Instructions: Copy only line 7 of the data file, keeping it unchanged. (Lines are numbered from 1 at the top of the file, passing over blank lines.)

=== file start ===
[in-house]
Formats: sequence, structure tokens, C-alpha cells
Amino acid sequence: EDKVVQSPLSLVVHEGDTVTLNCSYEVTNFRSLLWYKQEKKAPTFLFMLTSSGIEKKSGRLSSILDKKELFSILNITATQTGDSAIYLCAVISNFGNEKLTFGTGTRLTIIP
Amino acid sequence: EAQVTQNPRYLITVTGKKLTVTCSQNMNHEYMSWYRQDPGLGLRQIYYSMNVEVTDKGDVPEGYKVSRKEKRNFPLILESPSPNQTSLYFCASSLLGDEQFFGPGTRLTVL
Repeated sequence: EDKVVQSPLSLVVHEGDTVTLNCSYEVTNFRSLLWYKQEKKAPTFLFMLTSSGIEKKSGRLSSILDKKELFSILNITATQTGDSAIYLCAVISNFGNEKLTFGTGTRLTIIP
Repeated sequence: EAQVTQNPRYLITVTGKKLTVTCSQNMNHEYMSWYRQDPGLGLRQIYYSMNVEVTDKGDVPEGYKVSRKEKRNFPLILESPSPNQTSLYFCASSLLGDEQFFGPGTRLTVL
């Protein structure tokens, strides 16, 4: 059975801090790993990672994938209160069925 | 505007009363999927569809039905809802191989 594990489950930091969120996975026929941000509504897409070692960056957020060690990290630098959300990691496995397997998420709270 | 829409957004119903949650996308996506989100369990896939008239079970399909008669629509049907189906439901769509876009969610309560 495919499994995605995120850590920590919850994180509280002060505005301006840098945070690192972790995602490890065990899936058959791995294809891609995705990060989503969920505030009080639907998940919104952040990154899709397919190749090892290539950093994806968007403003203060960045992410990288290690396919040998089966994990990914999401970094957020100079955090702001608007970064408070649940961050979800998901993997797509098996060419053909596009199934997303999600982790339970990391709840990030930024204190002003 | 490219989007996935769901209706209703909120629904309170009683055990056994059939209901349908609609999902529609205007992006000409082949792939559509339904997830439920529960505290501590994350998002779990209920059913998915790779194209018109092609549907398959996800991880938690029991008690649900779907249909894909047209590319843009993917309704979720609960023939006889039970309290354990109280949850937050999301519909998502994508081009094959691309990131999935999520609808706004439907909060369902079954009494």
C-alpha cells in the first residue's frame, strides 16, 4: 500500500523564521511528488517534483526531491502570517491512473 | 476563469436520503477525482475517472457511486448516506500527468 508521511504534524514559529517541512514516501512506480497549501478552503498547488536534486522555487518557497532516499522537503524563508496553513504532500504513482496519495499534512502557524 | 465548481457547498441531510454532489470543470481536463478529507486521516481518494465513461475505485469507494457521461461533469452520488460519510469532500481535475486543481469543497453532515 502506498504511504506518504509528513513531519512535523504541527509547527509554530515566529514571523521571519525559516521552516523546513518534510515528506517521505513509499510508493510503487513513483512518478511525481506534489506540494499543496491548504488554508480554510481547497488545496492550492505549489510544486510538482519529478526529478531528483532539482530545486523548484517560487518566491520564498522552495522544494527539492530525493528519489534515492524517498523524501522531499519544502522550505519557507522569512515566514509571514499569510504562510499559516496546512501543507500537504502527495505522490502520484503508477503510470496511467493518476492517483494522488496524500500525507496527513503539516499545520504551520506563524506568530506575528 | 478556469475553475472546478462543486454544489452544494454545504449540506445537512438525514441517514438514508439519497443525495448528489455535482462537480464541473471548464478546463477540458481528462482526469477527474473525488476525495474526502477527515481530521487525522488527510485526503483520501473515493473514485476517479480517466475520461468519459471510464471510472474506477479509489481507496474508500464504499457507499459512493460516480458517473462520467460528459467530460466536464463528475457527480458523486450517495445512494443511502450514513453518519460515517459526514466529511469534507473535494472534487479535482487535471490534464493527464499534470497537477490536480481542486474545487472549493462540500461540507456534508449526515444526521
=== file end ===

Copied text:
């Protein structure tokens, strides 16, 4: 059975801090790993990672994938209160069925 | 505007009363999927569809039905809802191989 594990489950930091969120996975026929941000509504897409070692960056957020060690990290630098959300990691496995397997998420709270 | 829409957004119903949650996308996506989100369990896939008239079970399909008669629509049907189906439901769509876009969610309560 495919499994995605995120850590920590919850994180509280002060505005301006840098945070690192972790995602490890065990899936058959791995294809891609995705990060989503969920505030009080639907998940919104952040990154899709397919190749090892290539950093994806968007403003203060960045992410990288290690396919040998089966994990990914999401970094957020100079955090702001608007970064408070649940961050979800998901993997797509098996060419053909596009199934997303999600982790339970990391709840990030930024204190002003 | 490219989007996935769901209706209703909120629904309170009683055990056994059939209901349908609609999902529609205007992006000409082949792939559509339904997830439920529960505290501590994350998002779990209920059913998915790779194209018109092609549907398959996800991880938690029991008690649900779907249909894909047209590319843009993917309704979720609960023939006889039970309290354990109280949850937050999301519909998502994508081009094959691309990131999935999520609808706004439907909060369902079954009494």